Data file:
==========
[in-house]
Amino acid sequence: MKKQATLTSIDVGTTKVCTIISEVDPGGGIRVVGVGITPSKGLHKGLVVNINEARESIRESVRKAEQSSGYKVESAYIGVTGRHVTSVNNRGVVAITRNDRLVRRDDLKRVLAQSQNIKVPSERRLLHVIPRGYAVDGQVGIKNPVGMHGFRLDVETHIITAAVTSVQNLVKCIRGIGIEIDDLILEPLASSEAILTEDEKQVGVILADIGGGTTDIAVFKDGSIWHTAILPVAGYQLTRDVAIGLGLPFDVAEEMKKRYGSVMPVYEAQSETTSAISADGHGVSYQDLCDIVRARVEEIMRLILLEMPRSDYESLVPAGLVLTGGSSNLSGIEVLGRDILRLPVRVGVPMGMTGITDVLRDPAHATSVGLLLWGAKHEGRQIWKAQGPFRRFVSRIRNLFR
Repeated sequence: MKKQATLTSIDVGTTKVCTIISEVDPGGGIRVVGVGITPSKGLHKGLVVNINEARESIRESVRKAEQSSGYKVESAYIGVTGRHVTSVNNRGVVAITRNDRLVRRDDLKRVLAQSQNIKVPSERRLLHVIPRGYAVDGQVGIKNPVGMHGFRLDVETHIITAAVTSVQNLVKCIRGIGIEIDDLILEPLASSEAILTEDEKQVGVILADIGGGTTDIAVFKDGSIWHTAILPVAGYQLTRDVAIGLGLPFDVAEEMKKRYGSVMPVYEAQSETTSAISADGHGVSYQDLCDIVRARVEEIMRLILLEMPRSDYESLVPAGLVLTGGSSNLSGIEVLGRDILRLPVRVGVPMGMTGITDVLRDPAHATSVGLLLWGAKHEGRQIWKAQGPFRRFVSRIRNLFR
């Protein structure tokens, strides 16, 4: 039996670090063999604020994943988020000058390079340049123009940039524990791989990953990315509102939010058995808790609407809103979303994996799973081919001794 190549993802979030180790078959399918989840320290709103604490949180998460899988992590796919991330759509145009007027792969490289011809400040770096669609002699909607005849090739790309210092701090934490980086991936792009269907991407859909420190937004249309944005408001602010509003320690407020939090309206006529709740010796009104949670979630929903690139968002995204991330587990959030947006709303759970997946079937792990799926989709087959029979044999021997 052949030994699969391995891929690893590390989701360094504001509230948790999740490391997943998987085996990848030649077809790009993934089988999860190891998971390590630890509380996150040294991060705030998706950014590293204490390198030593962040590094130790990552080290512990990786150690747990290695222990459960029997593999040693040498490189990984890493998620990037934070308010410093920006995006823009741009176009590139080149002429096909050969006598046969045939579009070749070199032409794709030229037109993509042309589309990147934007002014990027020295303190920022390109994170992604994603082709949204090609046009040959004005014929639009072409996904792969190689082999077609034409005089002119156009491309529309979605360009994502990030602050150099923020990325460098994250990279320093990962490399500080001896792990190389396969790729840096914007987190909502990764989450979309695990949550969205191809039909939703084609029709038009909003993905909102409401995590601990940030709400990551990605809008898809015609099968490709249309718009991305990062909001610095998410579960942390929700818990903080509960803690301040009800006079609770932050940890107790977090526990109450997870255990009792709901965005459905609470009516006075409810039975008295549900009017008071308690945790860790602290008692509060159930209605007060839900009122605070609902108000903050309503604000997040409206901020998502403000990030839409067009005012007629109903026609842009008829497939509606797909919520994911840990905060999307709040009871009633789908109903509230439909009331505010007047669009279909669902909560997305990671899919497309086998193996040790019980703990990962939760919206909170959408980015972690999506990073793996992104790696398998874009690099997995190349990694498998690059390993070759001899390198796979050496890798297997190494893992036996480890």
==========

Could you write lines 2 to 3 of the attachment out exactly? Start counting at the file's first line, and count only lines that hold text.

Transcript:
Amino acid sequence: MKKQATLTSIDVGTTKVCTIISEVDPGGGIRVVGVGITPSKGLHKGLVVNINEARESIRESVRKAEQSSGYKVESAYIGVTGRHVTSVNNRGVVAITRNDRLVRRDDLKRVLAQSQNIKVPSERRLLHVIPRGYAVDGQVGIKNPVGMHGFRLDVETHIITAAVTSVQNLVKCIRGIGIEIDDLILEPLASSEAILTEDEKQVGVILADIGGGTTDIAVFKDGSIWHTAILPVAGYQLTRDVAIGLGLPFDVAEEMKKRYGSVMPVYEAQSETTSAISADGHGVSYQDLCDIVRARVEEIMRLILLEMPRSDYESLVPAGLVLTGGSSNLSGIEVLGRDILRLPVRVGVPMGMTGITDVLRDPAHATSVGLLLWGAKHEGRQIWKAQGPFRRFVSRIRNLFR
Repeated sequence: MKKQATLTSIDVGTTKVCTIISEVDPGGGIRVVGVGITPSKGLHKGLVVNINEARESIRESVRKAEQSSGYKVESAYIGVTGRHVTSVNNRGVVAITRNDRLVRRDDLKRVLAQSQNIKVPSERRLLHVIPRGYAVDGQVGIKNPVGMHGFRLDVETHIITAAVTSVQNLVKCIRGIGIEIDDLILEPLASSEAILTEDEKQVGVILADIGGGTTDIAVFKDGSIWHTAILPVAGYQLTRDVAIGLGLPFDVAEEMKKRYGSVMPVYEAQSETTSAISADGHGVSYQDLCDIVRARVEEIMRLILLEMPRSDYESLVPAGLVLTGGSSNLSGIEVLGRDILRLPVRVGVPMGMTGITDVLRDPAHATSVGLLLWGAKHEGRQIWKAQGPFRRFVSRIRNLFR